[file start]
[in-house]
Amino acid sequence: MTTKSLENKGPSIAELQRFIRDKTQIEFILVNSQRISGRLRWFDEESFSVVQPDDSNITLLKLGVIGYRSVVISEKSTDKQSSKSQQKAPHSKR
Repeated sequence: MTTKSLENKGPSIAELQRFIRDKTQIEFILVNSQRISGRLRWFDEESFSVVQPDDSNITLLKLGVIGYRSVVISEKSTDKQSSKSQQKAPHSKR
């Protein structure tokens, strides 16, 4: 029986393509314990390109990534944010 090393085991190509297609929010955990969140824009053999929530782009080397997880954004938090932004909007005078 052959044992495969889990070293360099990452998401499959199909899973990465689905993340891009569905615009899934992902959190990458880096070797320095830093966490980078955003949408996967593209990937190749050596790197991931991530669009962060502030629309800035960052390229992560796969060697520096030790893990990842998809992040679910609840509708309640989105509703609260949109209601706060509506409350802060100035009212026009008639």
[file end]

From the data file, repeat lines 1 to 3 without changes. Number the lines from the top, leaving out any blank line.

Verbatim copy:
[in-house]
Amino acid sequence: MTTKSLENKGPSIAELQRFIRDKTQIEFILVNSQRISGRLRWFDEESFSVVQPDDSNITLLKLGVIGYRSVVISEKSTDKQSSKSQQKAPHSKR
Repeated sequence: MTTKSLENKGPSIAELQRFIRDKTQIEFILVNSQRISGRLRWFDEESFSVVQPDDSNITLLKLGVIGYRSVVISEKSTDKQSSKSQQKAPHSKR